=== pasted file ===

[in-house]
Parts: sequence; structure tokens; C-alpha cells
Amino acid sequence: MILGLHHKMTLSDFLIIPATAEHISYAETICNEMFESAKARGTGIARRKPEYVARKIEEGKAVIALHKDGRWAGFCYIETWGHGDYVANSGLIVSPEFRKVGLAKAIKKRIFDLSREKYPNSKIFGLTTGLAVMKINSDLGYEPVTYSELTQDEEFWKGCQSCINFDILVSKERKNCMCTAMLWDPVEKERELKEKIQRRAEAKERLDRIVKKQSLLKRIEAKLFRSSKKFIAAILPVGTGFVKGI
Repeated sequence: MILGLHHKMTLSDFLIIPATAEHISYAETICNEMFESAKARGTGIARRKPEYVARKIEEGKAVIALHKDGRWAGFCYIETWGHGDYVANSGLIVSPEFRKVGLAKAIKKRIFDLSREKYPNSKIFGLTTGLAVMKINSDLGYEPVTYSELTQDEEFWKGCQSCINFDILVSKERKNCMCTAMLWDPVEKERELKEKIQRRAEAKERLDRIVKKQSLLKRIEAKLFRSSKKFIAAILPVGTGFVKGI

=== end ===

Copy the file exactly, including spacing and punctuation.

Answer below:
[in-house]
Parts: sequence; structure tokens; C-alpha cells
Amino acid sequence: MILGLHHKMTLSDFLIIPATAEHISYAETICNEMFESAKARGTGIARRKPEYVARKIEEGKAVIALHKDGRWAGFCYIETWGHGDYVANSGLIVSPEFRKVGLAKAIKKRIFDLSREKYPNSKIFGLTTGLAVMKINSDLGYEPVTYSELTQDEEFWKGCQSCINFDILVSKERKNCMCTAMLWDPVEKERELKEKIQRRAEAKERLDRIVKKQSLLKRIEAKLFRSSKKFIAAILPVGTGFVKGI
Repeated sequence: MILGLHHKMTLSDFLIIPATAEHISYAETICNEMFESAKARGTGIARRKPEYVARKIEEGKAVIALHKDGRWAGFCYIETWGHGDYVANSGLIVSPEFRKVGLAKAIKKRIFDLSREKYPNSKIFGLTTGLAVMKINSDLGYEPVTYSELTQDEEFWKGCQSCINFDILVSKERKNCMCTAMLWDPVEKERELKEKIQRRAEAKERLDRIVKKQSLLKRIEAKLFRSSKKFIAAILPVGTGFVKGI